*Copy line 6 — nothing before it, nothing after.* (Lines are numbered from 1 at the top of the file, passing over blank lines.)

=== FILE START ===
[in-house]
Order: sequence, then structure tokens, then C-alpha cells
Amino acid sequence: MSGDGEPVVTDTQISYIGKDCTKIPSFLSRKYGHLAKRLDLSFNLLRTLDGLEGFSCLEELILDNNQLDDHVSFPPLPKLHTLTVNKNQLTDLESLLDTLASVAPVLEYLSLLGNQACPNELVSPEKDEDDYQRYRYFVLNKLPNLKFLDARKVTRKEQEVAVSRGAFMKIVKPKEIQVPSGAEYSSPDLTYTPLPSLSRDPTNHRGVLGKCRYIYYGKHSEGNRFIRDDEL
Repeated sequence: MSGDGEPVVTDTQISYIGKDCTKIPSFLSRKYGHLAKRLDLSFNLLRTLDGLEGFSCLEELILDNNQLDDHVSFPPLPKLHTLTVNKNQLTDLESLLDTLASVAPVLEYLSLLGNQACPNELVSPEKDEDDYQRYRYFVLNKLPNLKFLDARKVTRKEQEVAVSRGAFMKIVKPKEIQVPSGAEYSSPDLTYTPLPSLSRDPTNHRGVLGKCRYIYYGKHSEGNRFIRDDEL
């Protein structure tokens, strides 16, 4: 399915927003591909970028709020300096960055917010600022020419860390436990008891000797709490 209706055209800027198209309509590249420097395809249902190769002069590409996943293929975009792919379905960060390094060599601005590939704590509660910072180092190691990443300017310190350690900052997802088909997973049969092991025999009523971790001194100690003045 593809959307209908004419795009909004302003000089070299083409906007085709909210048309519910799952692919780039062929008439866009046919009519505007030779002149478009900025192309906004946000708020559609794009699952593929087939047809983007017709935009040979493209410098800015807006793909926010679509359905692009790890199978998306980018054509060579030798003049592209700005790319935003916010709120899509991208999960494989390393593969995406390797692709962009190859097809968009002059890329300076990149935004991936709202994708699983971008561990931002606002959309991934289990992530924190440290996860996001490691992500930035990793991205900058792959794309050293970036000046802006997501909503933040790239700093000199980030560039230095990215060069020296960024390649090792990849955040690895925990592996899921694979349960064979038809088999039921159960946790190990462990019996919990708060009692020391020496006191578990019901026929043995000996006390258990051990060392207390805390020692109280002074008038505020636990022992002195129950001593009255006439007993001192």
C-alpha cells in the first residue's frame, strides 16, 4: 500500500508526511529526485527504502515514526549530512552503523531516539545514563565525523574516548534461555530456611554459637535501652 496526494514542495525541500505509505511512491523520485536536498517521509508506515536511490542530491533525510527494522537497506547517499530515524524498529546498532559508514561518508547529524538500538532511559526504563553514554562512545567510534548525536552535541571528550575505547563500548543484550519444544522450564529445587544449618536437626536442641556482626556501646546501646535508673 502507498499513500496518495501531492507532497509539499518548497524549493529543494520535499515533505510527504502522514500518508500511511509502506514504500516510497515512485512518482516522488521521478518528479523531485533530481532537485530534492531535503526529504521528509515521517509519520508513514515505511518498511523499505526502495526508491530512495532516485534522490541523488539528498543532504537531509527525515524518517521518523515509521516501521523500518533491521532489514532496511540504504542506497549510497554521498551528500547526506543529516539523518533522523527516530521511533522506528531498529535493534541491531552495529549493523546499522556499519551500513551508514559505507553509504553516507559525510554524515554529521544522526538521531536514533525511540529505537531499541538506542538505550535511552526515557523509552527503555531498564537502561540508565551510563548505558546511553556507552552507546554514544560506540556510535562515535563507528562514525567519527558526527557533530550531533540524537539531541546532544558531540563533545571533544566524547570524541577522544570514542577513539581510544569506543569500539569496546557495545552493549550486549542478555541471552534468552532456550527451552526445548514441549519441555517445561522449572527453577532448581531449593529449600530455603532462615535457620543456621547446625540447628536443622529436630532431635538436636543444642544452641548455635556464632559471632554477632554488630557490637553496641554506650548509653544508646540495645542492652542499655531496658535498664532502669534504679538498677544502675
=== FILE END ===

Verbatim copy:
C-alpha cells in the first residue's frame, strides 16, 4: 500500500508526511529526485527504502515514526549530512552503523531516539545514563565525523574516548534461555530456611554459637535501652 496526494514542495525541500505509505511512491523520485536536498517521509508506515536511490542530491533525510527494522537497506547517499530515524524498529546498532559508514561518508547529524538500538532511559526504563553514554562512545567510534548525536552535541571528550575505547563500548543484550519444544522450564529445587544449618536437626536442641556482626556501646546501646535508673 502507498499513500496518495501531492507532497509539499518548497524549493529543494520535499515533505510527504502522514500518508500511511509502506514504500516510497515512485512518482516522488521521478518528479523531485533530481532537485530534492531535503526529504521528509515521517509519520508513514515505511518498511523499505526502495526508491530512495532516485534522490541523488539528498543532504537531509527525515524518517521518523515509521516501521523500518533491521532489514532496511540504504542506497549510497554521498551528500547526506543529516539523518533522523527516530521511533522506528531498529535493534541491531552495529549493523546499522556499519551500513551508514559505507553509504553516507559525510554524515554529521544522526538521531536514533525511540529505537531499541538506542538505550535511552526515557523509552527503555531498564537502561540508565551510563548505558546511553556507552552507546554514544560506540556510535562515535563507528562514525567519527558526527557533530550531533540524537539531541546532544558531540563533545571533544566524547570524541577522544570514542577513539581510544569506543569500539569496546557495545552493549550486549542478555541471552534468552532456550527451552526445548514441549519441555517445561522449572527453577532448581531449593529449600530455603532462615535457620543456621547446625540447628536443622529436630532431635538436636543444642544452641548455635556464632559471632554477632554488630557490637553496641554506650548509653544508646540495645542492652542499655531496658535498664532502669534504679538498677544502675